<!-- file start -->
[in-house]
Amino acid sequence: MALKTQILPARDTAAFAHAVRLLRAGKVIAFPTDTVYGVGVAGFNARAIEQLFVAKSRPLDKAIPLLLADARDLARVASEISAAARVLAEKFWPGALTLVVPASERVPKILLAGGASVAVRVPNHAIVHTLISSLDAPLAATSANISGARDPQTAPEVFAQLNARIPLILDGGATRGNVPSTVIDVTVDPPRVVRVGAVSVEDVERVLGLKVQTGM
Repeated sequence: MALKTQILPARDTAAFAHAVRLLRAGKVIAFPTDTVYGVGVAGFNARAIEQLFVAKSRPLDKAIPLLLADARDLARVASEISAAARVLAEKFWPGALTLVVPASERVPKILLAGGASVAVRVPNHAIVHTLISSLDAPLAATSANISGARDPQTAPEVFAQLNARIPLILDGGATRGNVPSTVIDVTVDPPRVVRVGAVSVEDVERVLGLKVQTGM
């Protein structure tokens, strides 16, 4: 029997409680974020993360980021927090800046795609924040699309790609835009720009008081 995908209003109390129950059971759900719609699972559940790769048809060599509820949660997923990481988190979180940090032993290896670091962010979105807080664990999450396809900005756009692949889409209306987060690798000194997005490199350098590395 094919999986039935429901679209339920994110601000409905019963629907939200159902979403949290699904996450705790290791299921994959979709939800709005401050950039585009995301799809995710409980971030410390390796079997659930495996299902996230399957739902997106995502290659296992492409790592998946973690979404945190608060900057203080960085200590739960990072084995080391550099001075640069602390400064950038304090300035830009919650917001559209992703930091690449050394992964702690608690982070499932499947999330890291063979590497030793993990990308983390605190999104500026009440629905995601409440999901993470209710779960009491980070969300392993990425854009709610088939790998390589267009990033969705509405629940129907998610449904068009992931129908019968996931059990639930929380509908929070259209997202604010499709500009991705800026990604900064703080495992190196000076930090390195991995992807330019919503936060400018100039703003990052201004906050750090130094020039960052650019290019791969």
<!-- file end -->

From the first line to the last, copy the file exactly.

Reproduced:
[in-house]
Amino acid sequence: MALKTQILPARDTAAFAHAVRLLRAGKVIAFPTDTVYGVGVAGFNARAIEQLFVAKSRPLDKAIPLLLADARDLARVASEISAAARVLAEKFWPGALTLVVPASERVPKILLAGGASVAVRVPNHAIVHTLISSLDAPLAATSANISGARDPQTAPEVFAQLNARIPLILDGGATRGNVPSTVIDVTVDPPRVVRVGAVSVEDVERVLGLKVQTGM
Repeated sequence: MALKTQILPARDTAAFAHAVRLLRAGKVIAFPTDTVYGVGVAGFNARAIEQLFVAKSRPLDKAIPLLLADARDLARVASEISAAARVLAEKFWPGALTLVVPASERVPKILLAGGASVAVRVPNHAIVHTLISSLDAPLAATSANISGARDPQTAPEVFAQLNARIPLILDGGATRGNVPSTVIDVTVDPPRVVRVGAVSVEDVERVLGLKVQTGM
């Protein structure tokens, strides 16, 4: 029997409680974020993360980021927090800046795609924040699309790609835009720009008081 995908209003109390129950059971759900719609699972559940790769048809060599509820949660997923990481988190979180940090032993290896670091962010979105807080664990999450396809900005756009692949889409209306987060690798000194997005490199350098590395 094919999986039935429901679209339920994110601000409905019963629907939200159902979403949290699904996450705790290791299921994959979709939800709005401050950039585009995301799809995710409980971030410390390796079997659930495996299902996230399957739902997106995502290659296992492409790592998946973690979404945190608060900057203080960085200590739960990072084995080391550099001075640069602390400064950038304090300035830009919650917001559209992703930091690449050394992964702690608690982070499932499947999330890291063979590497030793993990990308983390605190999104500026009440629905995601409440999901993470209710779960009491980070969300392993990425854009709610088939790998390589267009990033969705509405629940129907998610449904068009992931129908019968996931059990639930929380509908929070259209997202604010499709500009991705800026990604900064703080495992190196000076930090390195991995992807330019919503936060400018100039703003990052201004906050750090130094020039960052650019290019791969």